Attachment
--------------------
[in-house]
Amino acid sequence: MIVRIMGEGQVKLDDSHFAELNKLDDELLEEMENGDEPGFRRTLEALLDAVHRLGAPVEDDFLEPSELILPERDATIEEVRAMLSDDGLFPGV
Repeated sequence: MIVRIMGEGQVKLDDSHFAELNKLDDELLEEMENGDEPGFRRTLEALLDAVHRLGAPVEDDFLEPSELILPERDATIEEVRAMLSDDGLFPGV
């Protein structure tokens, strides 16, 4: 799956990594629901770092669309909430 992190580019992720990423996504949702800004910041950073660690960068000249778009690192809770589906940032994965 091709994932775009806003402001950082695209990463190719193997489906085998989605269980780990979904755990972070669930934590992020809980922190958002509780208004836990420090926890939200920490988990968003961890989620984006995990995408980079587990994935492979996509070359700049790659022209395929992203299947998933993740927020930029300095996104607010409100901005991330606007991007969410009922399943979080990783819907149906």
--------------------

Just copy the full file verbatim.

[in-house]
Amino acid sequence: MIVRIMGEGQVKLDDSHFAELNKLDDELLEEMENGDEPGFRRTLEALLDAVHRLGAPVEDDFLEPSELILPERDATIEEVRAMLSDDGLFPGV
Repeated sequence: MIVRIMGEGQVKLDDSHFAELNKLDDELLEEMENGDEPGFRRTLEALLDAVHRLGAPVEDDFLEPSELILPERDATIEEVRAMLSDDGLFPGV
């Protein structure tokens, strides 16, 4: 799956990594629901770092669309909430 992190580019992720990423996504949702800004910041950073660690960068000249778009690192809770589906940032994965 091709994932775009806003402001950082695209990463190719193997489906085998989605269980780990979904755990972070669930934590992020809980922190958002509780208004836990420090926890939200920490988990968003961890989620984006995990995408980079587990994935492979996509070359700049790659022209395929992203299947998933993740927020930029300095996104607010409100901005991330606007991007969410009922399943979080990783819907149906």